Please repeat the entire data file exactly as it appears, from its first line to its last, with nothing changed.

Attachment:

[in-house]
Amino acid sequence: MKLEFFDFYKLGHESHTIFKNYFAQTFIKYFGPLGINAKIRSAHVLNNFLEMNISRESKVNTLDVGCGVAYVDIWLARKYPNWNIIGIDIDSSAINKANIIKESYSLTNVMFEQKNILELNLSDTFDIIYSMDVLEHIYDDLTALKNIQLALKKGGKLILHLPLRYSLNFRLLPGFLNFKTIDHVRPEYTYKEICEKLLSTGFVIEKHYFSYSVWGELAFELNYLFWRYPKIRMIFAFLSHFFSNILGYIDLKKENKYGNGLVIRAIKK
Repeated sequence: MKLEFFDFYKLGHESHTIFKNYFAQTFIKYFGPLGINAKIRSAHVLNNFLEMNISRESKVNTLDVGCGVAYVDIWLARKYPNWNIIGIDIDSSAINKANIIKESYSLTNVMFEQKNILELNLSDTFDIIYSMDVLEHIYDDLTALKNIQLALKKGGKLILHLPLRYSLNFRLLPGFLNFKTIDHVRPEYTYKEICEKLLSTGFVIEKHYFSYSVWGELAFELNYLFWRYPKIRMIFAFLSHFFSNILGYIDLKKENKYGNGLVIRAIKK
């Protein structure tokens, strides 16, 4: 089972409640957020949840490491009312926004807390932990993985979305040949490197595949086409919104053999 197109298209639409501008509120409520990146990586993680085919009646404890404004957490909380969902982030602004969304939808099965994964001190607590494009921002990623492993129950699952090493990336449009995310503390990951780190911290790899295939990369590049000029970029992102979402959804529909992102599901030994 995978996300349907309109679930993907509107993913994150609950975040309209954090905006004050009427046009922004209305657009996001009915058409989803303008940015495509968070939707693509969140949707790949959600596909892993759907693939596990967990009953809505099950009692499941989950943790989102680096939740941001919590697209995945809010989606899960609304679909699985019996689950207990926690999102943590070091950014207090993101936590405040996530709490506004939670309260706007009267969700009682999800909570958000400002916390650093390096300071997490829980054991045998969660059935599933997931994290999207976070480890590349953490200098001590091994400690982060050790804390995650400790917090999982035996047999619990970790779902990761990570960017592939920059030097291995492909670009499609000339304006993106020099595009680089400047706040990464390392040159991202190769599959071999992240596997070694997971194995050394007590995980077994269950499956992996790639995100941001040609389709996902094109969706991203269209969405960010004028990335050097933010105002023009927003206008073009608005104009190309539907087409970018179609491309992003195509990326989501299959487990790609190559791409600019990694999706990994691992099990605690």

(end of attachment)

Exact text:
[in-house]
Amino acid sequence: MKLEFFDFYKLGHESHTIFKNYFAQTFIKYFGPLGINAKIRSAHVLNNFLEMNISRESKVNTLDVGCGVAYVDIWLARKYPNWNIIGIDIDSSAINKANIIKESYSLTNVMFEQKNILELNLSDTFDIIYSMDVLEHIYDDLTALKNIQLALKKGGKLILHLPLRYSLNFRLLPGFLNFKTIDHVRPEYTYKEICEKLLSTGFVIEKHYFSYSVWGELAFELNYLFWRYPKIRMIFAFLSHFFSNILGYIDLKKENKYGNGLVIRAIKK
Repeated sequence: MKLEFFDFYKLGHESHTIFKNYFAQTFIKYFGPLGINAKIRSAHVLNNFLEMNISRESKVNTLDVGCGVAYVDIWLARKYPNWNIIGIDIDSSAINKANIIKESYSLTNVMFEQKNILELNLSDTFDIIYSMDVLEHIYDDLTALKNIQLALKKGGKLILHLPLRYSLNFRLLPGFLNFKTIDHVRPEYTYKEICEKLLSTGFVIEKHYFSYSVWGELAFELNYLFWRYPKIRMIFAFLSHFFSNILGYIDLKKENKYGNGLVIRAIKK
């Protein structure tokens, strides 16, 4: 089972409640957020949840490491009312926004807390932990993985979305040949490197595949086409919104053999 197109298209639409501008509120409520990146990586993680085919009646404890404004957490909380969902982030602004969304939808099965994964001190607590494009921002990623492993129950699952090493990336449009995310503390990951780190911290790899295939990369590049000029970029992102979402959804529909992102599901030994 995978996300349907309109679930993907509107993913994150609950975040309209954090905006004050009427046009922004209305657009996001009915058409989803303008940015495509968070939707693509969140949707790949959600596909892993759907693939596990967990009953809505099950009692499941989950943790989102680096939740941001919590697209995945809010989606899960609304679909699985019996689950207990926690999102943590070091950014207090993101936590405040996530709490506004939670309260706007009267969700009682999800909570958000400002916390650093390096300071997490829980054991045998969660059935599933997931994290999207976070480890590349953490200098001590091994400690982060050790804390995650400790917090999982035996047999619990970790779902990761990570960017592939920059030097291995492909670009499609000339304006993106020099595009680089400047706040990464390392040159991202190769599959071999992240596997070694997971194995050394007590995980077994269950499956992996790639995100941001040609389709996902094109969706991203269209969405960010004028990335050097933010105002023009927003206008073009608005104009190309539907087409970018179609491309992003195509990326989501299959487990790609190559791409600019990694999706990994691992099990605690």